Discussion in 'Music Corner' started by alphanguy, Jan 29, 2016.
Would prove his biggest hit.
Kinda... I always thought he was more white trash than Benatar. The lyrics were just your typical dumb rock posturing. Zzzzz.
Yeah, they drifted away a bit from their "chicks do Led Zep" formula trying to keep up with the times, and alienated their core base. But I'm not sure how much more gas that schtick had in the first place.
No lack of talent with those two. They'd be back bigger than ever by the middle of the decade, complete with ENORMOUS hair. But all of the soul seemed to have been sucked out of the product they were releasing. They got Jefferson Starshipped...
Catching up on this thread. On vacation much of August.
So for much of this thread, I've felt like Apple Bonker and I led parallel lives. About same age apparently. Getting into the Beatles around the same time. Buying the first Wings album around the same time. Almost identical likes and dislikes.
So I found it striking the divergence on Rapper's Delight. When this song came out, it was like a bolt of lightning hitting our all-white suburban Boston town. There were times when you could flip the dial and every top 40 station had it on at the same time. Most kids I knew (we were 6th graders) had the entire thing memorized - short version and long version. The best part, of course, was the section about having to eat the bad food at your friend's house.
I did come to find rap annoying - even repulsive - when it became "gangsta rap," and today it feels like a genre that's overstayed its welcome by about 2 decades. But at the time, Rapper's Delight, and later The Message, were big hits and we loved those tunes. It was something new - seemingly from another planet.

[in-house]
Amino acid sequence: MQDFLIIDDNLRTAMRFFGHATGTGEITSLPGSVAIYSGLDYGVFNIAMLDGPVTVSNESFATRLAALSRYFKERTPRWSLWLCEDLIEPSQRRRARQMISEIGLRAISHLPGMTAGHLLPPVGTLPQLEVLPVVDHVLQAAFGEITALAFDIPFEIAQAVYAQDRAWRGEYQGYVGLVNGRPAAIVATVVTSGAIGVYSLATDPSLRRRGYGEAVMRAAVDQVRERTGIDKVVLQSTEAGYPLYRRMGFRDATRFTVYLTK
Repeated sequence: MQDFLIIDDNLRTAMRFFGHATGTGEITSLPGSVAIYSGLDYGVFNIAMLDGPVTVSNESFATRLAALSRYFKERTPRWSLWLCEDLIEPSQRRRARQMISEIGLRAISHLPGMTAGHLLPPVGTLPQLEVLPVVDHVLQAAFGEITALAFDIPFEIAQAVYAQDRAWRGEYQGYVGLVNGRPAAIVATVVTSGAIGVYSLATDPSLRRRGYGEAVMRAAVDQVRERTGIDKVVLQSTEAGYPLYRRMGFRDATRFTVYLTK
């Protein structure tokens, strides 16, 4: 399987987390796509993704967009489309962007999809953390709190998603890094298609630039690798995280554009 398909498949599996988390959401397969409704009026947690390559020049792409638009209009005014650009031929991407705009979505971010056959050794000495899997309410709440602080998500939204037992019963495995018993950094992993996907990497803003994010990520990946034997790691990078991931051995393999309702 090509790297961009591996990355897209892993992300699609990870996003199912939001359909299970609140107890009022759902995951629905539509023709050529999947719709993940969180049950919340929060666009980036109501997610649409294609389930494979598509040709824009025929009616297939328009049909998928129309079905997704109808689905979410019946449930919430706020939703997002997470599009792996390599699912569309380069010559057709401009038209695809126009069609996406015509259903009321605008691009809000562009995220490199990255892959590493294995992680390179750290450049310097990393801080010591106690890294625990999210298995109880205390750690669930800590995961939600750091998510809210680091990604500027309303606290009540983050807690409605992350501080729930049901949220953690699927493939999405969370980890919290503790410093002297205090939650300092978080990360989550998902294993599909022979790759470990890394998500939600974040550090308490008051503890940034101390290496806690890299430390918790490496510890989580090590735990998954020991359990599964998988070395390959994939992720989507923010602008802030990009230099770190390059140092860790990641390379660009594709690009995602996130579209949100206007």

Other big difference of opinion is Heartache Tonight. Oh man, I love that song. The thick, processed handclap sounds. The opening guitar lick. The harmonies. Benefits from not really being as overplayed as the other Eagles tunes.
Count me in as another who thought Billy Squier when the subject of a male Pat Benatar came up. Their career trajectory and downfalls were nearly simultaneous and they both transitioned into the MTV era with equal aplomb. I mean I don't think they went more than an hour without playing something from either one for the first several years of their existence. Perfect analogy
Interesting. I never saw the parallels at the time - mostly because I thought his material was tedious and obvious (and also a lot more blues-influenced than Benatar) - but you can hear how he also blended New Wave into hard rock. And he also had those kinda shouty vocals.
God the "Rock Me Tonight" video is a pile of crap.
It just occurred to me that Benatar was also derailed, around the same time as Squire's ludicrous "Rock Me Tonight" clip, by an almost equally ridiculous video.
Yup! We all made fun of it almost as constantly as it aired. That TANKTOP!
That's also how it was in my corner of the world. We were in high school, but, still, it made a huge impact on us. We loved it. I didn't start to meet rap-haters until several years later.
Let's not jump ahead! There will be lots to talk about with these two in the upcoming years, especially Billy.
I liked Pat Benatar quite a bit, but in the Debbie vs. Pat matchup, I was a Debbie Harry fan all of the way. Loved “Heartbreaker” and “We Live for Love”
Never, ever liked Rush. The screeching vocals were definitely one of the reasons. Sorry, but some of us just don’t like those kind of vocals.
I was never that into Benatar, and she came to annoy me towards the end of her main run, but this song was one I did really like. Never saw it performed before; it's so eighties it hurts, and this was filmed in 1979? If so, it shows you how quickly the look and sound of that decade came together.
I take issue with the notion that Benatar wasn't making it as a singles artist. In my neck of the woods, she was on the radio constantly for about four years with a bunch of songs. I can't speak to how many actual hits she had, but as far as getting radio play, she had no problem there.
Interesting, thanks for sharing! Yeah, my hometown was as white bread as they come, and rap was just not a thing at all when I was in high school (I graduated in 1984). I vaguely recall a small smattering of rap songs (maybe three or four), but it was mostly classic rock and/or early MTV for my class (we did have two or three punkers, including Jon Spencer, who later became an underground rock star himself). I bet if I went back now, things would be mighty different!
Styx - Babe
I'm not a Styx fan either so it's always a little painful when I have to hear them. This song is total vanilla. There's no fire in this and it's completely possible to have fire in slow ballads. I don't hear any passion here. Pass.